“It is true, to be sure, that interest on the price of land – which generally has to be paid to still another individual, the mortgage creditor — is a barrier. But this interest can be paid precisely out of that portion of surplus-labour which would constitute profit under capitalist conditions. The rent anticipated in the price of land and in the interest paid for it can therefore be nothing but a portion of the peasant’s capitalised surplus-labour over and above the labour indispensable for his subsistence, without this surplus-labour being realised in a part of the commodity-value equal to the entire average profit, and still less in an excess above the surplus-labour realised in the average profit, i.e., in a surplus-profit.” [Ibid.]

“For the peasant parcel holder to cultivate his land, or to buy land for cultivation, it is therefore not necessary, as under the normal capitalist mode of production, that the market-price of the agricultural products rise high enough to afford him the average profit, and still less a fixed excess above this average profit in the form of rent. It is not necessary, therefore, that the market-price rise, either up to the value or the price of production of his product. This is one of the reasons why grain prices are lower in countries with predominant small peasant land proprietorship than in countries with a capitalist mode of production. One portion of the surplus-labour of the peasants, who work under the least favourable conditions, is bestowed gratis upon society and does not at all enter into the regulation of price of production or into the creation of value in general. This lower price is consequently a result of the producers’ poverty and by no means of their labour productivity.” [Ibid.]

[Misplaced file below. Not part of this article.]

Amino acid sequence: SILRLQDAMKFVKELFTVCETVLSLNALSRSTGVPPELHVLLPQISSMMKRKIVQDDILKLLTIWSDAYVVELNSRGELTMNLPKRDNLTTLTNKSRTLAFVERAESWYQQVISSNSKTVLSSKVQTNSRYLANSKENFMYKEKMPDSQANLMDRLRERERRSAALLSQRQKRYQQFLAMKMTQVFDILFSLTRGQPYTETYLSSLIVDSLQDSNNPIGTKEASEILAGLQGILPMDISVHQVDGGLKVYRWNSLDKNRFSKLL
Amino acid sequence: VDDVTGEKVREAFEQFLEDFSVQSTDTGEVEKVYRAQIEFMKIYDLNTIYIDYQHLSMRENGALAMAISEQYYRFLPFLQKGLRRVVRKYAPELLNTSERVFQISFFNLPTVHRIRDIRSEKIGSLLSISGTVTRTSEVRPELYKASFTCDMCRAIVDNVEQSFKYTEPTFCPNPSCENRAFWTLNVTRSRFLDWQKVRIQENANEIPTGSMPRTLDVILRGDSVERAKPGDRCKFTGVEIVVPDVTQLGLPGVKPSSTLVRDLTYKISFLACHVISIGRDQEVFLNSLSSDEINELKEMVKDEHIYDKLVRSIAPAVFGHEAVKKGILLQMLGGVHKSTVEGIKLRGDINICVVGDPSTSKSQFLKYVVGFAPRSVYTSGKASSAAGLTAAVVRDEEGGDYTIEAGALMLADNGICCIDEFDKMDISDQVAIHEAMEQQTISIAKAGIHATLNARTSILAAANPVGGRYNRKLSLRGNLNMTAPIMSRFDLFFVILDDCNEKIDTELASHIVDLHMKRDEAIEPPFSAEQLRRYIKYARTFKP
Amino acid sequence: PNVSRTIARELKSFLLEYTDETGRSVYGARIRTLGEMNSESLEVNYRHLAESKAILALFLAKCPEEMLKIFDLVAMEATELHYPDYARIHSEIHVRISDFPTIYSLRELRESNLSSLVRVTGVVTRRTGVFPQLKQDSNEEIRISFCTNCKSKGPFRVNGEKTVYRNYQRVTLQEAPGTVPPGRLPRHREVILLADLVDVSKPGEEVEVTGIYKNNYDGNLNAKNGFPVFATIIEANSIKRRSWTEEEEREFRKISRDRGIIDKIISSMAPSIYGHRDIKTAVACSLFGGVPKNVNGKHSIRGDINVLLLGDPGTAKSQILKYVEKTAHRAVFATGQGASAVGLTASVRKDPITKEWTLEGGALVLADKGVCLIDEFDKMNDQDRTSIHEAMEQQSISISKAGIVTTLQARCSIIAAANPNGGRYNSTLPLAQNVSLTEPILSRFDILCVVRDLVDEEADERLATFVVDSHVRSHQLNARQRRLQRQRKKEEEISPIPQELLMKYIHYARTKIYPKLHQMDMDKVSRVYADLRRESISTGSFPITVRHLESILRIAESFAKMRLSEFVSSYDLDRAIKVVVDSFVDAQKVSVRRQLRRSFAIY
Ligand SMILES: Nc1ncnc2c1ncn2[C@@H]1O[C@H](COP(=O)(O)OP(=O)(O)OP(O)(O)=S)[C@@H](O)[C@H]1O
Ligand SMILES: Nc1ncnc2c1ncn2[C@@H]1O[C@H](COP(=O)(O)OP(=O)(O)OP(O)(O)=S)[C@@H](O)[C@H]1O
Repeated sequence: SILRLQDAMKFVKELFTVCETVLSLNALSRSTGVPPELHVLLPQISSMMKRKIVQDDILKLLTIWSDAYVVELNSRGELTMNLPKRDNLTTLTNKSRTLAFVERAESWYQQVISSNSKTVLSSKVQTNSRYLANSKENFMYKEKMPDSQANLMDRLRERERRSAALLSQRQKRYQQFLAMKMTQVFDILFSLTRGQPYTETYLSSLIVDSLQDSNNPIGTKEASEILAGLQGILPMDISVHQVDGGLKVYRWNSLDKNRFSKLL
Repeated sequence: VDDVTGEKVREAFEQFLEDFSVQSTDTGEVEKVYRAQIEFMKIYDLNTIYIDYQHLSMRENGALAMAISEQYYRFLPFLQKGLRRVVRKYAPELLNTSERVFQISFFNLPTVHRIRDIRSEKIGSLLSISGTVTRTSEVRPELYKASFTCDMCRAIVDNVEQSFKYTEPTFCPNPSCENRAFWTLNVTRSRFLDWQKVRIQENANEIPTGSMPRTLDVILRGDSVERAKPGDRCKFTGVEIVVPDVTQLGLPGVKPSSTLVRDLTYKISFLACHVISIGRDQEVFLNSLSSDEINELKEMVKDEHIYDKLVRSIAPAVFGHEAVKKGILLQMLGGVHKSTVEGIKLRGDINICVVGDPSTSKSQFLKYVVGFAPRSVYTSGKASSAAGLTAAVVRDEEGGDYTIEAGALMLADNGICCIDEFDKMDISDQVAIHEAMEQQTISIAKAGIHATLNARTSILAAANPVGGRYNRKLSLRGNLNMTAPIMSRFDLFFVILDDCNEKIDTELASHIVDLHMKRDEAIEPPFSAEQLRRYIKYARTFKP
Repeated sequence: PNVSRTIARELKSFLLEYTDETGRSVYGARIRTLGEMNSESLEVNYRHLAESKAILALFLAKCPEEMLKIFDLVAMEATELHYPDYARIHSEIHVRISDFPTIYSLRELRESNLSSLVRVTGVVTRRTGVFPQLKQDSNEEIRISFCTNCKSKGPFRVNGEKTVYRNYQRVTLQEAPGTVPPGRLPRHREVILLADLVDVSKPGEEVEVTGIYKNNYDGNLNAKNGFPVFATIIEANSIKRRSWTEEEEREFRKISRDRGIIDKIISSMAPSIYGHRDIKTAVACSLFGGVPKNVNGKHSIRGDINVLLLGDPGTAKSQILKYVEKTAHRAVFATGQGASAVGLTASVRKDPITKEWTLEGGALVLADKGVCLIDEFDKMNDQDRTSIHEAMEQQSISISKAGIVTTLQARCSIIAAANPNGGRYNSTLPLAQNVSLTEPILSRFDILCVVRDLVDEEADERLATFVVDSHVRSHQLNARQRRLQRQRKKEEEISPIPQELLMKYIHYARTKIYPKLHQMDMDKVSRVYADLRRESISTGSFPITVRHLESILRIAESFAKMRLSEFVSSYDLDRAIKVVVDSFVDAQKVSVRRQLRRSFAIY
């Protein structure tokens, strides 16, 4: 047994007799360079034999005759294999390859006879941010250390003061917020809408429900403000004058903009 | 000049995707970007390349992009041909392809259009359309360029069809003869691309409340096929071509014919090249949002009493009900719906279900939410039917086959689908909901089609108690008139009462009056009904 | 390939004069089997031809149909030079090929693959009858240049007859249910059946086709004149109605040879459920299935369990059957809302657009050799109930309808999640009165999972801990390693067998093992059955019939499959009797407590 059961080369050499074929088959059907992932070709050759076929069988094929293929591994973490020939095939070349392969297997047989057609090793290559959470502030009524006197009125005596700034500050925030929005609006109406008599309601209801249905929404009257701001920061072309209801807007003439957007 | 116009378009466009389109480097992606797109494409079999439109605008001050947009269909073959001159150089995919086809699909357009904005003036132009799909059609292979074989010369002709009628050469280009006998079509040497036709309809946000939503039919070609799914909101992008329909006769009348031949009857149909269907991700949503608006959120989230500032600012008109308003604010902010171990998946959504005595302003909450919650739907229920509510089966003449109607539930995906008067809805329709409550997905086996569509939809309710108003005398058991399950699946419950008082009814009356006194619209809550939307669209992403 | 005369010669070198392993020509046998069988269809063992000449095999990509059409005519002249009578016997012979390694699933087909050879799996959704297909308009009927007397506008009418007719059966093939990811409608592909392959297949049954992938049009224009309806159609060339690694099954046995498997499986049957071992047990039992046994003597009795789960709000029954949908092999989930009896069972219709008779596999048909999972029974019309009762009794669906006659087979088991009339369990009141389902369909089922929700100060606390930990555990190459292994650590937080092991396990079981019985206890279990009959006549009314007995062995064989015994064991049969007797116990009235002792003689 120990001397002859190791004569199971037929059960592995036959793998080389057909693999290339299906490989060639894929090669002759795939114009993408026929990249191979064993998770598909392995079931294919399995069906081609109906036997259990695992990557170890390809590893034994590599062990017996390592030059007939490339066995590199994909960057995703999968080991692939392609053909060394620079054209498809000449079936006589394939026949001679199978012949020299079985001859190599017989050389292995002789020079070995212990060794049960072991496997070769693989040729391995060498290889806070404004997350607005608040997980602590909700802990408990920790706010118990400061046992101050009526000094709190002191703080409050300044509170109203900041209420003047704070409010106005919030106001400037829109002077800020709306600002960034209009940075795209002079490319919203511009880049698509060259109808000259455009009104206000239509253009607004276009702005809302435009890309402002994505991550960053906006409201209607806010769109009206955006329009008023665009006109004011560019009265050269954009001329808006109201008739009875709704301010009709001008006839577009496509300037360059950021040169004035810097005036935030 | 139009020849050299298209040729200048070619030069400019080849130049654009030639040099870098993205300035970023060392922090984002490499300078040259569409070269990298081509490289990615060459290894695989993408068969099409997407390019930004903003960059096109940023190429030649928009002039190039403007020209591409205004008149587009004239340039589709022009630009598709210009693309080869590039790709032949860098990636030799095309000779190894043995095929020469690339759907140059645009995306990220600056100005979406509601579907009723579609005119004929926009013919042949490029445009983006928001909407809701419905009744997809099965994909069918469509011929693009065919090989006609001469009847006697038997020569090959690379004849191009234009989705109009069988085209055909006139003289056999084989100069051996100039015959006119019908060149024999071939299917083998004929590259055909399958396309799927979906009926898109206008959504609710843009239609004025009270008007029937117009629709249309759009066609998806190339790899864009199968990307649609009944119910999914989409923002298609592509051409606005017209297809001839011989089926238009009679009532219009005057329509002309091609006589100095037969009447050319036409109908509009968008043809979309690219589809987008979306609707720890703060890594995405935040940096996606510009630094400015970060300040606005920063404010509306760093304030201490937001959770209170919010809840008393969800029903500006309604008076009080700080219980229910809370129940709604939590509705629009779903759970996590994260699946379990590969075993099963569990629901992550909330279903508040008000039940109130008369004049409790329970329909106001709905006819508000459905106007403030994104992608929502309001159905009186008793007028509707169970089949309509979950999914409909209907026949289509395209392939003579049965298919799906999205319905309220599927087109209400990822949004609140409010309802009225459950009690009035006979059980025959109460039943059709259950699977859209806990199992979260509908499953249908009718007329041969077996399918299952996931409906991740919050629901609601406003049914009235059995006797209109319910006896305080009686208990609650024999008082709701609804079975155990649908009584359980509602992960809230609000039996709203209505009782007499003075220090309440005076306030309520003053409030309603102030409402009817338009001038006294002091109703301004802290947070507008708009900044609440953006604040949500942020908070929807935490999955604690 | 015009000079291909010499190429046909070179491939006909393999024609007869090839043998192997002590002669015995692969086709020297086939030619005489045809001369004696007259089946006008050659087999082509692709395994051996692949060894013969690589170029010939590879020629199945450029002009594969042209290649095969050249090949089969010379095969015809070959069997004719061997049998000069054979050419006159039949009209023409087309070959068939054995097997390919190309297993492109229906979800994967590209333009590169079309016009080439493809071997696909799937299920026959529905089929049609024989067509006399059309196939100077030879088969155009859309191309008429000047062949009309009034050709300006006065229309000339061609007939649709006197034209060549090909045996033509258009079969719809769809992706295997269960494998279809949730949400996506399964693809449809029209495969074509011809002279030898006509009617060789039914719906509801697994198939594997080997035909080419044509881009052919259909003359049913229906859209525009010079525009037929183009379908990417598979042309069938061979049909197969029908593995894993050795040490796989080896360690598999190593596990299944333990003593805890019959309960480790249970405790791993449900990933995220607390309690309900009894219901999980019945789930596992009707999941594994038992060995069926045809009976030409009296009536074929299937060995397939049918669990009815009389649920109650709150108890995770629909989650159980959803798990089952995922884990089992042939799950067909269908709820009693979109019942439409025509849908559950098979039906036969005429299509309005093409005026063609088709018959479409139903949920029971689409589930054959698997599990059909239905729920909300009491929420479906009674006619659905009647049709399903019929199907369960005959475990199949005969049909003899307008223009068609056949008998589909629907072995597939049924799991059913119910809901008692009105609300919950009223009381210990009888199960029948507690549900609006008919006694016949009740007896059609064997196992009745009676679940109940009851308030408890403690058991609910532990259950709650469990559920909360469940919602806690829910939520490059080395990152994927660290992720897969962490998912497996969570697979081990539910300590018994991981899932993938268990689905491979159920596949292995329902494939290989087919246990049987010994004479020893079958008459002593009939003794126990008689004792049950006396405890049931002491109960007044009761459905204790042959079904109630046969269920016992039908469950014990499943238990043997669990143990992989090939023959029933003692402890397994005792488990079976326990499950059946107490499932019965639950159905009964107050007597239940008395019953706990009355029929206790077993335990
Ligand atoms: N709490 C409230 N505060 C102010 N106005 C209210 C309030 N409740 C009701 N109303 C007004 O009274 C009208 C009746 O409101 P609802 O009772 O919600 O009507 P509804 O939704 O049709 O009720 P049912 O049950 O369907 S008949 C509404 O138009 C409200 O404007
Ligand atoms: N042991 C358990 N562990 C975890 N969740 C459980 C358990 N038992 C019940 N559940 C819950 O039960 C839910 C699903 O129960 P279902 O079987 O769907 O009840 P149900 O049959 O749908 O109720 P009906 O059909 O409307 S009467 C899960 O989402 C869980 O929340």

[2] See chapter 10, Capital, volume III, Marx writes – Our analysis has revealed how the market-value (and everything said concerning it applies with appropriate modifications to the price of production) embraces a surplus-profit for those who produce in any particular sphere of production under the most favourable conditions. With the exception of crises, and of overproduction in general, this applies to all market-prices, no matter how much they may deviate from market-values or market-prices of production. For the market-price signifies that the same price is paid for commodities of the same kind, although they may have been produced under very different individual conditions and hence may have different cost-prices. (We do not speak at this point of any surplus-profits due to monopolies in the usual sense of the term, whether natural or artificial)”. [p. 197, Ibid.] Please see the words, made bold by us. These words of Marx reveal that Marx’s analysis needs to be modified in the conditions of crises and overproduction and more so when we of late have been in a state of permanent economic crisis and overproduction has become an untreatable disease.

[3] see footnote no. 1.

[4] 1982 NSS data or figure for share cropping say that just 3.99% of the total operational area and 6.21% of total holding is under share cropping. If we calculate from this data the figure in percentage of share cropping of landlords’ land it will be even smaller.